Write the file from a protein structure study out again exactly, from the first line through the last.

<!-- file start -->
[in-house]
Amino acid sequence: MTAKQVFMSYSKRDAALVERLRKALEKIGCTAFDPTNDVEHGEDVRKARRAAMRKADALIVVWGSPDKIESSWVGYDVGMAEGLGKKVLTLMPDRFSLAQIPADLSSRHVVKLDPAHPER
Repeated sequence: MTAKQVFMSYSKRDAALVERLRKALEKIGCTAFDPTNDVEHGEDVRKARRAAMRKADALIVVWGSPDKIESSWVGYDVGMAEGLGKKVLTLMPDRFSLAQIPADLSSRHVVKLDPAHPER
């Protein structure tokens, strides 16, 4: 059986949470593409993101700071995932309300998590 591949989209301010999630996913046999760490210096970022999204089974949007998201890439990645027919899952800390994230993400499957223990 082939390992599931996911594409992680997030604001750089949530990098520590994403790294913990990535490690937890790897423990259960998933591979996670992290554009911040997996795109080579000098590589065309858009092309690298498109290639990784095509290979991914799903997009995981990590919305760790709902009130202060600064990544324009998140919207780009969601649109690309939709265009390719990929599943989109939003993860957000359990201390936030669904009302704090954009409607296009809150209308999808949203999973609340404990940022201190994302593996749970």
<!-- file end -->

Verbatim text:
[in-house]
Amino acid sequence: MTAKQVFMSYSKRDAALVERLRKALEKIGCTAFDPTNDVEHGEDVRKARRAAMRKADALIVVWGSPDKIESSWVGYDVGMAEGLGKKVLTLMPDRFSLAQIPADLSSRHVVKLDPAHPER
Repeated sequence: MTAKQVFMSYSKRDAALVERLRKALEKIGCTAFDPTNDVEHGEDVRKARRAAMRKADALIVVWGSPDKIESSWVGYDVGMAEGLGKKVLTLMPDRFSLAQIPADLSSRHVVKLDPAHPER
């Protein structure tokens, strides 16, 4: 059986949470593409993101700071995932309300998590 591949989209301010999630996913046999760490210096970022999204089974949007998201890439990645027919899952800390994230993400499957223990 082939390992599931996911594409992680997030604001750089949530990098520590994403790294913990990535490690937890790897423990259960998933591979996670992290554009911040997996795109080579000098590589065309858009092309690298498109290639990784095509290979991914799903997009995981990590919305760790709902009130202060600064990544324009998140919207780009969601649109690309939709265009390719990929599943989109939003993860957000359990201390936030669904009302704090954009409607296009809150209308999808949203999973609340404990940022201190994302593996749970």